I'm a bit confused. How many monuments were raised in Joshua 4? I thought there were two, but my husband says there was only one.

Perhaps outlining the events in chapter 4 will make things clearer:

  1. The people of Israel finished crossing the Jordan (verse 1)
  2. Joshua picked twelve men, one from each tribe, to reenter the river bed and each carry a stone from where the priests were currently standing holding the ark of the covenant (verses 2-7)
  3. The men carried the stones from the river bed to where the people of Israel were currently camped on the west bank of the Jordan (verse 8)
  4. Joshua then set up twelve additional stones in the middle of the river bed to mark where the priest were standing (verses 9-10)
  5. The last of the stragglers hurriedly completed the crossing and the priests followed the last of the people to the edge of the river bed (verse 11)
  6. Joshua gave the order for the priests to leave the Jordan river bed (verses 15-17)
  7. The water returns literally as the soles of the priests' shoes left the riverbed (verse 18)
  8. The river returned to its previous flood stage level (verse 18)
  9. The twelve stones were taken to the camp at Gilgal where Joshua set up another monument (verses 19-24).

Notice that Joshua set up a monument in two places: in the middle of the riverbed (verse 9) and at Gilgal (verse 20). In addition, the twelve stones for the monument at Gilgal were removed before (verse 8) Joshua set up the monument in the middle of the river (verse 9), so we cannot claim that the same stones were used twice.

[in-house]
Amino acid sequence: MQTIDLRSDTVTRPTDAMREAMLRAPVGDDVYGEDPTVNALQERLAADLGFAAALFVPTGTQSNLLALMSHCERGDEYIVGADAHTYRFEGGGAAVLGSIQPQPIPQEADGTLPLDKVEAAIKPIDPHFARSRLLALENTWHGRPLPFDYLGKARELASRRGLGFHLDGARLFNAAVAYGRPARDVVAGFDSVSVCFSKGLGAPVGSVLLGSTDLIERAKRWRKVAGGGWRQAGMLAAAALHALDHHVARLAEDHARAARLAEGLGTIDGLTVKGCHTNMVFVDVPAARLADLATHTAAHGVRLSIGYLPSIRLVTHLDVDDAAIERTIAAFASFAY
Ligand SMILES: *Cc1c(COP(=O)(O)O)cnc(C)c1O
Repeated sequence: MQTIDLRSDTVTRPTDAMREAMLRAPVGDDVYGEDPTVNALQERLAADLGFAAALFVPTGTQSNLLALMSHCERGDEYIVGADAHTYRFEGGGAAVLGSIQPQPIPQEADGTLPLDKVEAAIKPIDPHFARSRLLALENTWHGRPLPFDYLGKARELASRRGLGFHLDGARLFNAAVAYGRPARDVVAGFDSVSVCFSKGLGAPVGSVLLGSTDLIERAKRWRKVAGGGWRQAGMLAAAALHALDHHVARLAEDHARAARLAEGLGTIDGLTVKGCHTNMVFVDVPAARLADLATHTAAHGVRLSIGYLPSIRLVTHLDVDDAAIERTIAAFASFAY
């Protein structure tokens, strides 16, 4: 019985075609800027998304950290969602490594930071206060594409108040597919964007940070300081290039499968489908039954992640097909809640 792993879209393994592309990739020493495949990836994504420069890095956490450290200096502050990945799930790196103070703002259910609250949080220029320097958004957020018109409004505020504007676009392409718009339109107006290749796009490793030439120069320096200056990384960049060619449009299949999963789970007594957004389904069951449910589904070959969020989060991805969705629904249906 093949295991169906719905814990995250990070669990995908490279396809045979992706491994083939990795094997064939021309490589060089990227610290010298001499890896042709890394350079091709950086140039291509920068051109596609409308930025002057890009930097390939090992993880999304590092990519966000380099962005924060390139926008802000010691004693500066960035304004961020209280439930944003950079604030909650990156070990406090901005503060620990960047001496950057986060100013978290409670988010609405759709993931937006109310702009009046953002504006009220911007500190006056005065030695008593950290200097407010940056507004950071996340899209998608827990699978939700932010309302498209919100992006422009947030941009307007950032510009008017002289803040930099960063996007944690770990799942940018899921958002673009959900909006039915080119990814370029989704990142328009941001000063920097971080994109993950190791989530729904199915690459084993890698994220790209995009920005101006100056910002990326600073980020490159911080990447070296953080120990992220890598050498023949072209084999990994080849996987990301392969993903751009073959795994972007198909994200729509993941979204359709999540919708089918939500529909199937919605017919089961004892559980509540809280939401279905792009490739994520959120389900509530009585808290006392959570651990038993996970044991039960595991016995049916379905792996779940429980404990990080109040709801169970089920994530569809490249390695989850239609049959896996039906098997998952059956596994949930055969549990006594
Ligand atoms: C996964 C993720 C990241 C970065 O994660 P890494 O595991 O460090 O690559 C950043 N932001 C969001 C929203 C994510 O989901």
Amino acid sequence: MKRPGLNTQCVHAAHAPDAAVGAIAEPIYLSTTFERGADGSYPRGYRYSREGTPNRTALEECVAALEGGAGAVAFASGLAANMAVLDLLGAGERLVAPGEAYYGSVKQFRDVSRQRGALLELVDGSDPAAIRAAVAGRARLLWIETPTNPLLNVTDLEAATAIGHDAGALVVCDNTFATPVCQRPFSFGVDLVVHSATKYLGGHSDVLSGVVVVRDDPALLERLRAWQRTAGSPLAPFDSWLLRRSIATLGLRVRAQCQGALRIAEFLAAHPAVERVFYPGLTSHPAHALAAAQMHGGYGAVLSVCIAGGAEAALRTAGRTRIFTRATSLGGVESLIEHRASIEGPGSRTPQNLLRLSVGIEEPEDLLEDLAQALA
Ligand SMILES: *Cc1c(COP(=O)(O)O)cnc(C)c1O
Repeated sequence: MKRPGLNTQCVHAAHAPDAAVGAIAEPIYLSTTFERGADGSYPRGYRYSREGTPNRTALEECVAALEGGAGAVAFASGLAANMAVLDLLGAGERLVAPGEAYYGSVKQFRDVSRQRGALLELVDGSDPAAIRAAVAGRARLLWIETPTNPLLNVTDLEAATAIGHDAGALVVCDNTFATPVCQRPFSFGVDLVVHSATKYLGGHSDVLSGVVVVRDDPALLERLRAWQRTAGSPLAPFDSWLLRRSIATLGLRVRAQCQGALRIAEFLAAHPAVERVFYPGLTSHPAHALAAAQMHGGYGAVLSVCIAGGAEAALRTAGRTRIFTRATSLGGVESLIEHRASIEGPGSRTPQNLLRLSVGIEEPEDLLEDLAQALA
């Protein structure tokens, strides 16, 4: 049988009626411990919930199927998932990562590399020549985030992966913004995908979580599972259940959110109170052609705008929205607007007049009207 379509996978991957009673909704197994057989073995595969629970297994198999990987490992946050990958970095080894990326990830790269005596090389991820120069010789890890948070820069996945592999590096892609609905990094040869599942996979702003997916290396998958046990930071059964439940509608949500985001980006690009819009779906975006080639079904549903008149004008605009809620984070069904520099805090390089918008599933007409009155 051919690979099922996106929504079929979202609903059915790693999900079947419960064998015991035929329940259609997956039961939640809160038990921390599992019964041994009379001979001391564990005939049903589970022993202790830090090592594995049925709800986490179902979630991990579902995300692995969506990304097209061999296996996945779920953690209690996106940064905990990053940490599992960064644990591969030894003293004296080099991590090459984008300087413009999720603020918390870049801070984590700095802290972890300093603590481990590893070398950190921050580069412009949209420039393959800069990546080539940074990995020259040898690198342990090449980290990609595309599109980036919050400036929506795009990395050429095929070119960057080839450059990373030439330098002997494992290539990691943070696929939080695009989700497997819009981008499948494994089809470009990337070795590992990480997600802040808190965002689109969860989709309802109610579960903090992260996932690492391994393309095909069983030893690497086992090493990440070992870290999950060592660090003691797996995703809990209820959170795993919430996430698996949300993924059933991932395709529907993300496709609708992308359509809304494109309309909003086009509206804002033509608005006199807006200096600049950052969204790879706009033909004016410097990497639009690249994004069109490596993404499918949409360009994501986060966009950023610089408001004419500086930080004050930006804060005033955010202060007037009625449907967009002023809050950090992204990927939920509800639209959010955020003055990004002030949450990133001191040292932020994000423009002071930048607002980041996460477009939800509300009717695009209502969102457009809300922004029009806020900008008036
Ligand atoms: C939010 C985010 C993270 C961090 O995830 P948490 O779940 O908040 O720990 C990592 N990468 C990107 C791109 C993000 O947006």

The commentator Adam Clarke says "It seems from this chapter that there were two sets of stones erected as a memorial of this great event; twelve at Gilgal, Jos 4:20 and twelve in the bed of Jordan, Jos 4:9. The twelve stones in the bed of Jordan might have been so placed on a base of strong stone-work so high as always to be visible, and serve to mark the very spot where the priests stood with the ark. The twelve stones set up at Gilgal would stand as a monument of the place of the first encampment after this miraculous passage. Though this appears to me to be the meaning of this place, yet Dr. Kennicott's criticism here should not be passed by. "It is well known," says he, "that when Joshua led the Israelites over Jordan, he was commanded to take twelve stones out of the midst of Jordan, to be a memorial that the ground in the very midst of that river had been made dry. But where was this memorial to be set up? The ninth verse says; Joshua set up these stones IN the midst of Jordan. But is it likely that the stones should be placed or set down where they were taken up; and that the memorial should be erected there where, when the river was again united, it would be concealed, and of course could be no memorial at all? This however flatly contradicts the rest of the chapter, which says these stones were pitched in Gilgal, where Israel lodged in Canaan for the first time. The solution of this difficulty is, that bethoch, IN the midst, should be here mittoch, FROM the midst, as in Jos 4:3,8,20, and as the word is here also in the Syrian version. The true rendering therefore is, And Joshua set up the twelve stones (taken) FROM the midst of Jordan," &c. I confess I see no need for this criticism, which is not supported by a single MS. either in his own or De Rossi's collection, though they amount to four hundred and ninety-four in number. Twelve stones might be gathered in different parts of the bed of the Jordan, and be set up as a pillar in another, and be a continual visible memorial of this grand event. And if twelve were set up in Gilgal as a memorial of their first encampment in Canaan, it is still more likely that twelve would be set up in the bed of the river to show where it had been divided, and the place where the whole Israelitish host had passed over dry-shod. The reader may follow the opinion he judges most likely. "